Vodafone said that if the deal goes through, it will have 32.4 million mobile, five million broadband and 7.6 million direct TV customers in Germany, generating around €11.5bn in revenue each year.

There was a change of heart by US satellite player Dish Network however, which after constant rebuttal has decided to withdraw its offer to acquire all of the outstanding shares of in wimax player Clearwire.

Dish said it was taking its ball elsewhere in the wake of Clearwire’s recent decision to recommend a rival offer from mobile operator Sprint. Earlier this week, Clearwire said in a statement: “Given the cash consideration being offered by Sprint is higher than the tender offer from Dish, and therefore the best alternative currently available to maximise value, shareholders should vote for the proposed merger with Sprint.”

In related news, Sprint’s shareholders voted overwhelmingly (98 per cent) in favour of a takeover bid from Japan’s Softbank. Sprint’s board of directors had already ended negotiations over a potential takeover by Dish Networks on the basis that Dish did not “put forward an actionable offer”. The move echoes the finding of the most recent telecoms.com poll, in which 63 per cent of voters said Softbank’s offer was most attractive, against 17 per cent in favour of Dish, and 20 per cent who didn’t like either.

Something the telcos won’t like is the assessment of Kassir Hussain, director of technology for Centrica/British Gas, and a former O2, Orange and 3UK network specialist, who said this week on a panel at the Cloud World Forum in London that telcos are not the natural providers of enterprise cloud services because they do not come from the software industry. His assertion is that to be at the core of cloud you need software in your DNA, which is not something telcos typically specialise in. Never mind the fact that since the whole NSA PRISM furore blew up the cloud is getting a kicking for being the last place you want to store your data.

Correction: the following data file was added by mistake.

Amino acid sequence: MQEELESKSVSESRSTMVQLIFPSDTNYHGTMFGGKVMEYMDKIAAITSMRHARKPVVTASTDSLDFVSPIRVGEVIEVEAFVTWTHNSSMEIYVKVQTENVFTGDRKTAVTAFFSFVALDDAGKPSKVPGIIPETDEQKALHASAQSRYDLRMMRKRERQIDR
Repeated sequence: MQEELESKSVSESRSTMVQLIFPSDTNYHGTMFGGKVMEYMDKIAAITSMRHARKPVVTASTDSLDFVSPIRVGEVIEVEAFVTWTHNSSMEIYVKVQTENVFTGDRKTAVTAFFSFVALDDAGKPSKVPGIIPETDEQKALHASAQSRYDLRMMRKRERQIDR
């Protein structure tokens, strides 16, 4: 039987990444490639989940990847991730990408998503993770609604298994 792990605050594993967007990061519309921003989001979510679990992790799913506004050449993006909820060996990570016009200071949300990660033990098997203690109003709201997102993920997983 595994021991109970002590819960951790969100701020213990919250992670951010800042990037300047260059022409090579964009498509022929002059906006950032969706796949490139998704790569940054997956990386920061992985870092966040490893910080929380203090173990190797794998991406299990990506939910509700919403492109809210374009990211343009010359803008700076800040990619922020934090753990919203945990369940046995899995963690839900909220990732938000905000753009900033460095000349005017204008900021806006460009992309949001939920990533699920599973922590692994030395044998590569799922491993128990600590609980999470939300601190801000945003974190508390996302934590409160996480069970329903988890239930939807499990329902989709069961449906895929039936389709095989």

Richard Stallman, the founder of the Free Software Foundation and a newly-inducted member of the 2013 Internet Hall of Fame alongside Aaron Swartz, had this to say: “I don’t think the US government should use operating systems made in China, for the same reason that most governments shouldn’t use operating systems made in the US.'”

There’s going to be a lot of responsibility piled on the shoulders of cloud service providers the Informer predicts. And let’s hope they’re more up the task than Kanye West is looking to be with his parenting skills. After all, this is a man who once tweeted: “I hate when I’m on a flight and I wake up with a water bottle next to me like oh great now I gotta be responsible for this water bottle.”

Ok, Imma let you finish now,

The Informer